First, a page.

Calstock circular walk

Calstock

The bridge crossing the breach to the wetlands area is undergoing some last checks before it's open. If it's still shut (there will be a notice on the kissing gate after direction 16), continue on the lane from the limekiln to re-join the route futher along.

A walk at Calstock where a Victorian mineral railway from Kelly Bray once ran down to the quayside and the viaduct was built in the 1900s to connect this to Plymouth, creating today's Tamar Valley Line.

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The walk begins along the River Tamar via Lower Kelly to reach the Danescombe valley and then climbs to Calstock Church. From here, the route joins the Tamar Discovery Trail, passing Okel Tor mine on its way back to Calstock.

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Vital statistics

  • OS Explorer: 108
  • Distance: 3.7 miles/6.0 km
  • Steepness grade: Easy-moderate
  • Recommended footwear: Walking shoes or trainers in summer; walking boots in winter.

OS maps for this walk

OS Explorer 108 OS Explorer 108 (laminated version)

Click or tap on map for more info (blue=laminated)

Highlights

  • Historic engine houses, quays and limekilns
  • Views along the River Tamar
  • Wildflowers including bluebells and orchids

Pubs on or near the route

  • The Boot Inn
  • The Tamar Inn

Adjoining walks

Directions

  1. In the car park, make your way towards the river to locate the walkway with wooden railings leading around the village hall. Follow the walkway to merge onto the riverside path. Continue to the ferry pontoon.

    In tidal rivers, the discharge of freshwater and friction with the riverbed effectively "holds back" the rising tide. The further up the tidal region of the river, the shorter the interval between low and high tide and the faster the rising tide comes in when it eventually does.

  2. From the ferry pontoon, go down the steps to the road and turn left. Follow the road a short distance past the pub until it ends in a junction.

    The first record of Calstock is in the Domesday Book of 1086 when it had 30 villagers and 30 small farms and encompassed 100 acres of woodland as well as pasture land. The name is Old English (stoc means "dwelling" or "place"), reflecting the Saxon influence stretching into this area of Cornwall before Norman times. The place name expert Craig Weatherhill suggests the original meaning may be along the lines of "outlying farm near a bare hill".

  3. Turn left at the junction and follow Commercial Road a short distance to pass a junction on the left leading downhill and reach Lower Kelly immediately after this on the left.

    The land on the opposite side of the river is Devon which according to Cornish folklore is where the Devil lives. This is apparently not due to Devon's cream tea heresy but due to the Devil's fear of being used as meat to fill pasties in Cornwall!

    "Pasty" was another word used for "pie" throughout England from the Middle Ages onward, and did not necessarily imply the characteristic shape and crimping we associate with the Cornish Pasty. A pasty recipe from 1746 contains no veg, just meat (venison), port wine and spices. The first "Cornish pasty" recipe is from 1861 which contained just beef and no veg.

    Even during Victorian times, main meat available to poor people would have been pork. The Cornish dialect word for a pork flatbread eaten in the mines during the 18th and 19th Centuries is hogen (pronounced "hugg-un") which evolved into "oggy" - the dialect word for pasty. The really poor had a "tiddy oggy" (with no meat at all).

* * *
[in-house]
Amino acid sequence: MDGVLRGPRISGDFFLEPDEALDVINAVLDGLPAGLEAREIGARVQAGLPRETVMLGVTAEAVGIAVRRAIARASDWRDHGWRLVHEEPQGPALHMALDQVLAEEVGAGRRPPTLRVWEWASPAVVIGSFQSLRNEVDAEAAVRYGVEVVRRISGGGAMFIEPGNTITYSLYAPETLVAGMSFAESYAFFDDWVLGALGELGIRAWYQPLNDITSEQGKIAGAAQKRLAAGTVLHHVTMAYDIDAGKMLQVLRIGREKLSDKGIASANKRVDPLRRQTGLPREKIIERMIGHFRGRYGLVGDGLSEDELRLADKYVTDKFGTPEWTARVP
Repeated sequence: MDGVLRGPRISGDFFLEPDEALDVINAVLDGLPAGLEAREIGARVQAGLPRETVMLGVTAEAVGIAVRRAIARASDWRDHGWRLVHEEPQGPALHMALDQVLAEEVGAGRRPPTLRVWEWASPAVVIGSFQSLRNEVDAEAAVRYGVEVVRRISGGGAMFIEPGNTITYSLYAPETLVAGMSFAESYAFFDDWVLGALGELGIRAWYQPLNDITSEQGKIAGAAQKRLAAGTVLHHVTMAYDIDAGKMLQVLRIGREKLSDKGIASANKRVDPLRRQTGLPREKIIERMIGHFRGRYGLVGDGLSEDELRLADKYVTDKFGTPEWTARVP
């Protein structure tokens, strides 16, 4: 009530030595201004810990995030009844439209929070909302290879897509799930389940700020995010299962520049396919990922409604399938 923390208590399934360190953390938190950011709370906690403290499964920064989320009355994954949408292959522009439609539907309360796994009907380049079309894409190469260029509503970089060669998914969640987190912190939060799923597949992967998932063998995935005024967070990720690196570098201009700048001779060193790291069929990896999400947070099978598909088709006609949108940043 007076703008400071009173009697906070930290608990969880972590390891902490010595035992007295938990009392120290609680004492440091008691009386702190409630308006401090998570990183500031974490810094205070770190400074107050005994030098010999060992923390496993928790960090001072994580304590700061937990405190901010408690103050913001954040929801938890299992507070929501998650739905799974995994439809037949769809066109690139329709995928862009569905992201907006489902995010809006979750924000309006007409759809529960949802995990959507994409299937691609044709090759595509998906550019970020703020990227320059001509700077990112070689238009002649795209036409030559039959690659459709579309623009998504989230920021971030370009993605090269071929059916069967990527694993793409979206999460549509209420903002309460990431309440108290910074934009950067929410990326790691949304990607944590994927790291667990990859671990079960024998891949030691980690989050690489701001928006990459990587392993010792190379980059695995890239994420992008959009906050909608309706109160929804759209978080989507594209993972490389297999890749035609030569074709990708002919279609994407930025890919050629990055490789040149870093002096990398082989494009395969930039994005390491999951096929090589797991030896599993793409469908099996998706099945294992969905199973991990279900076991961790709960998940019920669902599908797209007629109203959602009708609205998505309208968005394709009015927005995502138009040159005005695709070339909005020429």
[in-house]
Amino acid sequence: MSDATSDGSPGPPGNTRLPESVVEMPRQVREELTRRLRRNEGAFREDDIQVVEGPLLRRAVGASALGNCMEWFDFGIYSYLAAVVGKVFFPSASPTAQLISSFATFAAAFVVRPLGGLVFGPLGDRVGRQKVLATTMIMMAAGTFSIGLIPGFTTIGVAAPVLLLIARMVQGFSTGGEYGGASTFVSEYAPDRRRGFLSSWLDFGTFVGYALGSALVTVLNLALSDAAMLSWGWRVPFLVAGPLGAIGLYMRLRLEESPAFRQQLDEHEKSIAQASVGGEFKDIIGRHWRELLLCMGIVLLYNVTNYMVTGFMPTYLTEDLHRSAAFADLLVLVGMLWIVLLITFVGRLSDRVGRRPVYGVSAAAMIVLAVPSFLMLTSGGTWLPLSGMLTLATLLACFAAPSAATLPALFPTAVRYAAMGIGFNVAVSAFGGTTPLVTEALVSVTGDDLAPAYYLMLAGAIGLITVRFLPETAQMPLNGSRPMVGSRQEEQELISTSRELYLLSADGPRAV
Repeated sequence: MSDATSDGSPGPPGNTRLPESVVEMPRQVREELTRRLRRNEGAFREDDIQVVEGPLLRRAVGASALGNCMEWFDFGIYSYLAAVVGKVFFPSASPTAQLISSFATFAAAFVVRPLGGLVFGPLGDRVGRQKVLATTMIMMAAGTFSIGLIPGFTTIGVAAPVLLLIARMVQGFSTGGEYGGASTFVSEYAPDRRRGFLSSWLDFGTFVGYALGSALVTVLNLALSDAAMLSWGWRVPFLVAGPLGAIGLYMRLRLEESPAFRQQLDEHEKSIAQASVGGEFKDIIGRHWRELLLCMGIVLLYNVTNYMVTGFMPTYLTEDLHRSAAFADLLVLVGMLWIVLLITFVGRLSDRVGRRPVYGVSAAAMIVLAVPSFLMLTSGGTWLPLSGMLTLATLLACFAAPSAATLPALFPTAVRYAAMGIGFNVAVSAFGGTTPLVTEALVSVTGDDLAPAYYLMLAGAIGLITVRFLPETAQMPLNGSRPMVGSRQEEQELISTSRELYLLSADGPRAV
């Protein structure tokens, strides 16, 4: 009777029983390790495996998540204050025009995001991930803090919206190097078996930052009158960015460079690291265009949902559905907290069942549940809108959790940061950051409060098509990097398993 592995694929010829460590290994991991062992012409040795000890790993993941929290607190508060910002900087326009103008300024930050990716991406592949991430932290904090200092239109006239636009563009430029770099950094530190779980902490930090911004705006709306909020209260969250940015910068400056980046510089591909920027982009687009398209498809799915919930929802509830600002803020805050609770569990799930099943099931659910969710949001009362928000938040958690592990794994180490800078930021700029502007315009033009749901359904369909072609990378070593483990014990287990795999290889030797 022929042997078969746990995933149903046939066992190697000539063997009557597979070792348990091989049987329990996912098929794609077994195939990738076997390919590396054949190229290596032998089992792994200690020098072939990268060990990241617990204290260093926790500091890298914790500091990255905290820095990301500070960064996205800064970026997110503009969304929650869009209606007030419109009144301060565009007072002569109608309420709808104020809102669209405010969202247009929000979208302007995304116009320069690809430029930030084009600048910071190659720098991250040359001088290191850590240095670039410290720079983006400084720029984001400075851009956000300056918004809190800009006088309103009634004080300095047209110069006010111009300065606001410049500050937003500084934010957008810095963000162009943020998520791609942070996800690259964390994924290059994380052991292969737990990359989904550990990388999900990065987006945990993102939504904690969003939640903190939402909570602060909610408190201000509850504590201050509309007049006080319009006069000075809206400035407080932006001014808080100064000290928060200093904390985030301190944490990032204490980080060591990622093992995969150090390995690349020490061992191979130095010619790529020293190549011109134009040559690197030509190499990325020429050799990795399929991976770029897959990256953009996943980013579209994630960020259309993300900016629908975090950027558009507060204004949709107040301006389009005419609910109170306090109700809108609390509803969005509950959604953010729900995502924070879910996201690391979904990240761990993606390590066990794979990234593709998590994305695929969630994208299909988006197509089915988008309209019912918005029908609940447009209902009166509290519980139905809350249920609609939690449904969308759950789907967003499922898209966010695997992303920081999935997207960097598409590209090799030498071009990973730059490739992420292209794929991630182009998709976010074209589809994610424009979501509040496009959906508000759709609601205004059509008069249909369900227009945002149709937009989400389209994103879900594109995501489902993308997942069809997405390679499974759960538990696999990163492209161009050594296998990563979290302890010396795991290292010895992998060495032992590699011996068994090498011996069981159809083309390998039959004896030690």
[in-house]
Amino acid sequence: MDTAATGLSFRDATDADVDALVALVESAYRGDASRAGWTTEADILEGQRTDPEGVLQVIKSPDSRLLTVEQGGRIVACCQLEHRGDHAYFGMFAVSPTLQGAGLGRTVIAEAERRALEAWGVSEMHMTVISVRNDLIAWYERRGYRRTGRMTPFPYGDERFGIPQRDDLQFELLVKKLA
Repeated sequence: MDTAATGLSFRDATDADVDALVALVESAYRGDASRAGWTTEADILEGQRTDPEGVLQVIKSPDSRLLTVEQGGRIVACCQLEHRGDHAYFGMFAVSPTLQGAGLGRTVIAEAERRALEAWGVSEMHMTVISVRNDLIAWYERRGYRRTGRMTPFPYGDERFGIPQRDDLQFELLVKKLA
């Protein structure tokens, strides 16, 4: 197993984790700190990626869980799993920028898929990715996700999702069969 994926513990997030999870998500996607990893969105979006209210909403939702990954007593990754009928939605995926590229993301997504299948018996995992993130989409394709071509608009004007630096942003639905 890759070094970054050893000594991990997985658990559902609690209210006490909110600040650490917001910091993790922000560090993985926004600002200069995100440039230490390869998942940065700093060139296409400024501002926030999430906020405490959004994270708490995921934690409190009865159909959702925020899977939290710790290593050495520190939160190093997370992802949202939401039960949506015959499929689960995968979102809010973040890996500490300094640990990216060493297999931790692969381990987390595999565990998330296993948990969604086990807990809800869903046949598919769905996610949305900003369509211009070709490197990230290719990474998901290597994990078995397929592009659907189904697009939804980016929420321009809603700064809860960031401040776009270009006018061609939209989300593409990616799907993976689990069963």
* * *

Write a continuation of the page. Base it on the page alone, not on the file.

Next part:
The "traditional" Cornish Pasty recipe contains beef, onion, potato and swede (referred to as "turnip" in the local dialect from its more formal name of "Swedish turnip") seasoned with salt and pepper. It's thought that this probably dates from the late 18th Century (when the Poldark novels were set) when potatoes and turnips were a staple diet for the poor but the first documented "traditional" recipe is not until 1929. Over 120 million Cornish pasties are now consumed each year.

  4. Pass the block-paved driveway leading to the river and turn left onto the tarmacked Lower Kelly Road. Follow the road until you reach Danescombe Valley House at the far end and continue a few paces to where the tarmac ends at a fork.

    The bridge over Lower Kelly once carried the railway incline leading to Danescombe Quay, built in 1859. It consisted of a 1 in 6 gradient leading to the top of the valley. Wagons were lowered on a rope and raised with the help of a steam engine at the top.

  5. Keep right at the fork and follow the lane uphill marked with a Public Footpath sign. Continue until you reach a path on the right immediately after a telegraph pole with one yellow and two white-and-green waymark arrows opposite a parking area on the left.

    Danescombe House was built in 1856 by the local landowner - Lord Ashburton - and within four years had been renamed the Ashburton Hotel which sought "to remedy Calstock's complete lack of amenities for entertaining visitors". It was soon advertising "water boiled and tea made for parties" and there are stories of visitors coming up the Tamar from Plymouth by paddle steamer for strawberry teas and dancing on the lawn. It was briefly owned by the National Trust who restored the veranda in the 1970s, sold again and then run as a private hotel until the late 1990s.

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  7. Turn right up the path opposite the passing area. Follow the path to pass beneath a footbridge and emerge onto another path.

    Buddleia are originally from northwest China and Japan where they grow in forest clearings, on riverbanks and on limestone outcrops where they are able to survive with minimal nutrients. They were introduced into the UK as an ornamental plant in the late 19th Century and can found in many gardens. Some have escaped and established a niche on industrial land which resembles their native limestone outcrops.

    The shrub is commonly known as the Butterfly Bush as the flowers are profuse, rich in nectar and are in the shape of champagne flutes; butterflies and bees have sufficiently long drinking apparatus to reach the bottom.

    The plant has two types of leaf; the broad green leaves are replaced with shorter hairy grey leaves during the winter which are more resistant to frost and the drying effect of cold winds.

    Squirrels are rodents, closely related to chipmunks and slightly more distantly to dormice. The word "squirrel" originates from an ancient Greek word meaning "shadow-tailed", referring to the bushy tail of a squirrel. A family group of squirrels is known as a "drey" (also the word for a squirrel nest). A group of unrelated squirrels is known as a "scurry", though squirrels tend not to hang out in groups.